The two questions in the post’s title come up almost every time I tell people what I do. The former is voiced more frequently, but “what the hell is the point” is often just under the surface. In trying to justify my research agenda and field of choice, I frequently cite the contributions of the winners of this year’s Sveriges Riksbank Prize in Economic Sciences in Memory of Alfred Nobel.* Al Roth and Lloyd Shapley developed the theory of matching markets, and in Roth’s case, for extensive work in applying matching theory to real-world markets.
In the simplest case of a matching market, there are two sides to the market, and every person on one side must match to exactly one person on the other. The classic example, which actually prompted a lot of the development of the field, is the “stable marriage problem”. There are N men and N women, each of a different “quality”. Each man must marry exactly one woman and vice versa. It turns out that under these basic rules, it is possible to find a stable set of marriages – an outcome where there is no pair of men and women who would prefer to dump their current spouses and marry each other instead.
Marriage doesn’t seem much like economics to most people: where is the money and the prices? How is this going to help me pick stocks? The stable marriage problem . First, a more general version of the same problem turns out to describe the matching process between freshly-minted MDs and residency positions. One of Al Roth’s most famous applications of matching was re-designing the National Residency Matching Program, a.k.a. “the match”. The system as currently designed is un-gameable and works amazingly well, a sharp contrast to the near-collapse of the old residency matching process prior to the redesign.
Second, money can indeed be involved (in the matching markets parlance, this is called the transferrable-utility case). The marriage problem, and matching models more generally, can be extended to a case where spouses pay each other off to get more desirable matches. Cynical as this seems, there’s a pretty compelling body of evidence that financial considerations play a strong role in matters of the heart, from marriage to divorce to childbearing. The study of marriage, led also by Gary Becker, was one of the first ways that economists started exploring how market decisions like labor supply are related to non-market activities like getting married.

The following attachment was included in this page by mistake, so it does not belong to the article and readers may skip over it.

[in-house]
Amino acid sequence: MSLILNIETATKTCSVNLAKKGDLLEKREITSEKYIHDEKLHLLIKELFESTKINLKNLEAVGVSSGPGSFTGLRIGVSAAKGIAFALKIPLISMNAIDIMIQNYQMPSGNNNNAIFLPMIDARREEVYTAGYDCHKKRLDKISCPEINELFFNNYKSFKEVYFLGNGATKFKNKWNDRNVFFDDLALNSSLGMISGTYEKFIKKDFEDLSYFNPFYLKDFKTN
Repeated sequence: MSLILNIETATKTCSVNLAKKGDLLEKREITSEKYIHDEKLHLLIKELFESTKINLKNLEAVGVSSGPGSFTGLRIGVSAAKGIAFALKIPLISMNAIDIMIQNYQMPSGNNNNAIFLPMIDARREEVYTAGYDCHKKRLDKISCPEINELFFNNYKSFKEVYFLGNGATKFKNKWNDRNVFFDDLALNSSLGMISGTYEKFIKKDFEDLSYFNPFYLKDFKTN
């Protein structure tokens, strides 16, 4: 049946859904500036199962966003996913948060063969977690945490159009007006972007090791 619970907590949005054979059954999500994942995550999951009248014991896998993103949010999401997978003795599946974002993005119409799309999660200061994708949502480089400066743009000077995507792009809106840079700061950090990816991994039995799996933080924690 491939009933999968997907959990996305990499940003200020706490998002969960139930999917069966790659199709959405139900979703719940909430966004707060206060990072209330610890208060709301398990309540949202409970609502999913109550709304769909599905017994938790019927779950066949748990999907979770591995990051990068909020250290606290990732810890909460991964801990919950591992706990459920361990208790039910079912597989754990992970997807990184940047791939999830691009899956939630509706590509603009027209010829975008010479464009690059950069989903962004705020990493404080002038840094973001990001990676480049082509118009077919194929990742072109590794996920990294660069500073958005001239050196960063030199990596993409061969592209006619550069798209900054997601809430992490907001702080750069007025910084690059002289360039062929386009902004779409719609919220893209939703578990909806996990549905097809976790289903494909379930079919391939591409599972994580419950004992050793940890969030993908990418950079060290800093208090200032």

Third, it highlights the way in which microeconomics has outgrown its origins in understanding prices and quantities of goods traded in a market. One more general framing of economics is that it is the study of how scarce resources are allocated, and how they should be allocated. Residency slots are certainly scarce resources and their allocation is fairly important. These days, economists go even further; I was once in a room full of Ph.D. candidates who said the core of the field was constrained optimization (a mathematical technique). I won’t go that far myself – frankly, I think in many cases people do not optimize – but I think “decisionmaking under constraints” is a reasonable description.
Most of my own research looks at risky sexual behaviors. Unlike most psychologists, or epidemiologists, I approach this as a decisionmaking problem: why do people choose to have unprotected sex, or multiple partners? This is certainly a constrained decision: there are time and monetary costs, and also the cost of a possible HIV infection. Matching is also a critical part of this process – to have sex, you need a partner, and to have risky sex, you need a partner who is willing to go along with that.
Economics was never about picking winners in the stock market, and thanks in no small part to the contributions of Shapley and Roth it’s no longer just about buying and selling goods. Moreover, it’s far from useless: I can’t immediately see how anything I’m working on will be as useful as The Match, but I’m still holding out hope.